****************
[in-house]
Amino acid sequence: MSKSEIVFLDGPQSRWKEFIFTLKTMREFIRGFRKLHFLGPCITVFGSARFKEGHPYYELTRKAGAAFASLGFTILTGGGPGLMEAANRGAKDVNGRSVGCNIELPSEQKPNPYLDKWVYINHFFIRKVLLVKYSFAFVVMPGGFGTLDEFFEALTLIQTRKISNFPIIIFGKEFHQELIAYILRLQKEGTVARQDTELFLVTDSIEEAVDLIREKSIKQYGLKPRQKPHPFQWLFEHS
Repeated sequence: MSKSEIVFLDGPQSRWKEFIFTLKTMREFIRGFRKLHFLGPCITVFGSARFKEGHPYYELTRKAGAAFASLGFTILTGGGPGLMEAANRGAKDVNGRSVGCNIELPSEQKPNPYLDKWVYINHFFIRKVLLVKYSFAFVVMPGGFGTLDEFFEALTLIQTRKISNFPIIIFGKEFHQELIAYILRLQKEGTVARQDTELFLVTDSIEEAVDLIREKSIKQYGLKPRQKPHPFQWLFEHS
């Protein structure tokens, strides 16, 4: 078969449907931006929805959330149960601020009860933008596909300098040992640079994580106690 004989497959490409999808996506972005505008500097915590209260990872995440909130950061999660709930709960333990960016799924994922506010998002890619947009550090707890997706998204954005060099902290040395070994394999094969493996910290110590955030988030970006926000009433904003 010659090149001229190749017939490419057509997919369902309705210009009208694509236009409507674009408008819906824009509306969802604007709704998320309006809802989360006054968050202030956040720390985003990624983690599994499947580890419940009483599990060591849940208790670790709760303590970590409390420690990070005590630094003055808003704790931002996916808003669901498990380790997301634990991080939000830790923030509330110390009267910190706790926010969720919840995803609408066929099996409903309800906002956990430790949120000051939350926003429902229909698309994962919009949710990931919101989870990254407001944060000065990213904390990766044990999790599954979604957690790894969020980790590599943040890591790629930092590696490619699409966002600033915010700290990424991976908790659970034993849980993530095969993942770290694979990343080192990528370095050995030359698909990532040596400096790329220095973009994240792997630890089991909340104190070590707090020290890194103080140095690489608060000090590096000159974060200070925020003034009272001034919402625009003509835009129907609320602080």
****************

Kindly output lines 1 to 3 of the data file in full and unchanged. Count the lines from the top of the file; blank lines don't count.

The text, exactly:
[in-house]
Amino acid sequence: MSKSEIVFLDGPQSRWKEFIFTLKTMREFIRGFRKLHFLGPCITVFGSARFKEGHPYYELTRKAGAAFASLGFTILTGGGPGLMEAANRGAKDVNGRSVGCNIELPSEQKPNPYLDKWVYINHFFIRKVLLVKYSFAFVVMPGGFGTLDEFFEALTLIQTRKISNFPIIIFGKEFHQELIAYILRLQKEGTVARQDTELFLVTDSIEEAVDLIREKSIKQYGLKPRQKPHPFQWLFEHS
Repeated sequence: MSKSEIVFLDGPQSRWKEFIFTLKTMREFIRGFRKLHFLGPCITVFGSARFKEGHPYYELTRKAGAAFASLGFTILTGGGPGLMEAANRGAKDVNGRSVGCNIELPSEQKPNPYLDKWVYINHFFIRKVLLVKYSFAFVVMPGGFGTLDEFFEALTLIQTRKISNFPIIIFGKEFHQELIAYILRLQKEGTVARQDTELFLVTDSIEEAVDLIREKSIKQYGLKPRQKPHPFQWLFEHS